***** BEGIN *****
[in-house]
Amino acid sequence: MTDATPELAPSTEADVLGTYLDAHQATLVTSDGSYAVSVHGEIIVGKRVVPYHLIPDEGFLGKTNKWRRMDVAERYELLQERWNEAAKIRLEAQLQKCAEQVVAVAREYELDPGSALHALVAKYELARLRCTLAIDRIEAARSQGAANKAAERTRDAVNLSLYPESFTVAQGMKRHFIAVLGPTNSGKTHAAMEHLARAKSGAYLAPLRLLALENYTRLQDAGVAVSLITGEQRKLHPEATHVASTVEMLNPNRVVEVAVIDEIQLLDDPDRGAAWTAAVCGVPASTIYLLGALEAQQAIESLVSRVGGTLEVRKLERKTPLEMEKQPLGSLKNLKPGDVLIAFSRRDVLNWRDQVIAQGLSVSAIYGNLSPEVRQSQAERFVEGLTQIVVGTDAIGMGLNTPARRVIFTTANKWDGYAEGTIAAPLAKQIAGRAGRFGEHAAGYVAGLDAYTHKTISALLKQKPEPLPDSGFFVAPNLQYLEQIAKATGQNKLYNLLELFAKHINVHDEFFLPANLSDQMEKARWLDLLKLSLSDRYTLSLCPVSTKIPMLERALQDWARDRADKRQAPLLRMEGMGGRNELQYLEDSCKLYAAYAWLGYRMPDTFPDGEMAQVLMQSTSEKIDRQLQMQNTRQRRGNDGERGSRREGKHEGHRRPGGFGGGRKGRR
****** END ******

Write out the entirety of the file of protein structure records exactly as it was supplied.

[in-house]
Amino acid sequence: MTDATPELAPSTEADVLGTYLDAHQATLVTSDGSYAVSVHGEIIVGKRVVPYHLIPDEGFLGKTNKWRRMDVAERYELLQERWNEAAKIRLEAQLQKCAEQVVAVAREYELDPGSALHALVAKYELARLRCTLAIDRIEAARSQGAANKAAERTRDAVNLSLYPESFTVAQGMKRHFIAVLGPTNSGKTHAAMEHLARAKSGAYLAPLRLLALENYTRLQDAGVAVSLITGEQRKLHPEATHVASTVEMLNPNRVVEVAVIDEIQLLDDPDRGAAWTAAVCGVPASTIYLLGALEAQQAIESLVSRVGGTLEVRKLERKTPLEMEKQPLGSLKNLKPGDVLIAFSRRDVLNWRDQVIAQGLSVSAIYGNLSPEVRQSQAERFVEGLTQIVVGTDAIGMGLNTPARRVIFTTANKWDGYAEGTIAAPLAKQIAGRAGRFGEHAAGYVAGLDAYTHKTISALLKQKPEPLPDSGFFVAPNLQYLEQIAKATGQNKLYNLLELFAKHINVHDEFFLPANLSDQMEKARWLDLLKLSLSDRYTLSLCPVSTKIPMLERALQDWARDRADKRQAPLLRMEGMGGRNELQYLEDSCKLYAAYAWLGYRMPDTFPDGEMAQVLMQSTSEKIDRQLQMQNTRQRRGNDGERGSRREGKHEGHRRPGGFGGGRKGRR